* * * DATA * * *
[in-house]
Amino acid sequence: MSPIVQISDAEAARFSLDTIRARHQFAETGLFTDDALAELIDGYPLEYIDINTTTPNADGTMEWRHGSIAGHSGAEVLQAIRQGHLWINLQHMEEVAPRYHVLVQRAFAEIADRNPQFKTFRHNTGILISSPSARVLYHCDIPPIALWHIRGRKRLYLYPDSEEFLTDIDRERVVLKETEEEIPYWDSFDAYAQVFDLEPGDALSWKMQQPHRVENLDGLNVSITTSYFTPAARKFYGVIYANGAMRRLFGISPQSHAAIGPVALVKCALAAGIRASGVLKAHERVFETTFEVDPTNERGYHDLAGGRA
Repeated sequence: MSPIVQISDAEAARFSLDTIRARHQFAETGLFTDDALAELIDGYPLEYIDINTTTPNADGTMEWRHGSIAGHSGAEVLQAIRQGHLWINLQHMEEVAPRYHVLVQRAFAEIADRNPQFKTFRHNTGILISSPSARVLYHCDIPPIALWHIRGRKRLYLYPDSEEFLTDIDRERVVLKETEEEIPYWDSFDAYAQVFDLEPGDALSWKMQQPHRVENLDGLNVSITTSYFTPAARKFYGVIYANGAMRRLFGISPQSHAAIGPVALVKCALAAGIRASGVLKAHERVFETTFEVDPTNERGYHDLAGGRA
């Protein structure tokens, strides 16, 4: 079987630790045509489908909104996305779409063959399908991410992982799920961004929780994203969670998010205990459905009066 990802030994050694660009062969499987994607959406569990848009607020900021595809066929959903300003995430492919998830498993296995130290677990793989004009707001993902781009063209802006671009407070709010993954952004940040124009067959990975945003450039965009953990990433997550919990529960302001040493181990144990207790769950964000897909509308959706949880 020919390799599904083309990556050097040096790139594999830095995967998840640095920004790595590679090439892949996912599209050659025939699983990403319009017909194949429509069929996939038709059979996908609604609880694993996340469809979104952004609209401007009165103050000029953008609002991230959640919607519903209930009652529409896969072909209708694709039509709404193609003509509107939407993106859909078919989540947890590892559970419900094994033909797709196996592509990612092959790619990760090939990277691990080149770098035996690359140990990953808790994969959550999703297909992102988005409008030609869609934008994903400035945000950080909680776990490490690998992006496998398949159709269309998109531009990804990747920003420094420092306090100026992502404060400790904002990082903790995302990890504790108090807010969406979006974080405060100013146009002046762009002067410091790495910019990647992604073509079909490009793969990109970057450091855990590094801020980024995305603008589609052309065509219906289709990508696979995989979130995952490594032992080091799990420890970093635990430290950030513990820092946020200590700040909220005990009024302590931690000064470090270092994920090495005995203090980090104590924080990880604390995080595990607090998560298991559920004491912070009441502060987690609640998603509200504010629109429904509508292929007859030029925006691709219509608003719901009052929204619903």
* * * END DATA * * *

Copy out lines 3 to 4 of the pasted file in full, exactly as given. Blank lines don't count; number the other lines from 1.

Repeated sequence: MSPIVQISDAEAARFSLDTIRARHQFAETGLFTDDALAELIDGYPLEYIDINTTTPNADGTMEWRHGSIAGHSGAEVLQAIRQGHLWINLQHMEEVAPRYHVLVQRAFAEIADRNPQFKTFRHNTGILISSPSARVLYHCDIPPIALWHIRGRKRLYLYPDSEEFLTDIDRERVVLKETEEEIPYWDSFDAYAQVFDLEPGDALSWKMQQPHRVENLDGLNVSITTSYFTPAARKFYGVIYANGAMRRLFGISPQSHAAIGPVALVKCALAAGIRASGVLKAHERVFETTFEVDPTNERGYHDLAGGRA
């Protein structure tokens, strides 16, 4: 079987630790045509489908909104996305779409063959399908991410992982799920961004929780994203969670998010205990459905009066 990802030994050694660009062969499987994607959406569990848009607020900021595809066929959903300003995430492919998830498993296995130290677990793989004009707001993902781009063209802006671009407070709010993954952004940040124009067959990975945003450039965009953990990433997550919990529960302001040493181990144990207790769950964000897909509308959706949880 020919390799599904083309990556050097040096790139594999830095995967998840640095920004790595590679090439892949996912599209050659025939699983990403319009017909194949429509069929996939038709059979996908609604609880694993996340469809979104952004609209401007009165103050000029953008609002991230959640919607519903209930009652529409896969072909209708694709039509709404193609003509509107939407993106859909078919989540947890590892559970419900094994033909797709196996592509990612092959790619990760090939990277691990080149770098035996690359140990990953808790994969959550999703297909992102988005409008030609869609934008994903400035945000950080909680776990490490690998992006496998398949159709269309998109531009990804990747920003420094420092306090100026992502404060400790904002990082903790995302990890504790108090807010969406979006974080405060100013146009002046762009002067410091790495910019990647992604073509079909490009793969990109970057450091855990590094801020980024995305603008589609052309065509219906289709990508696979995989979130995952490594032992080091799990420890970093635990430290950030513990820092946020200590700040909220005990009024302590931690000064470090270092994920090495005995203090980090104590924080990880604390995080595990607090998560298991559920004491912070009441502060987690609640998603509200504010629109429904509508292929007859030029925006691709219509608003719901009052929204619903």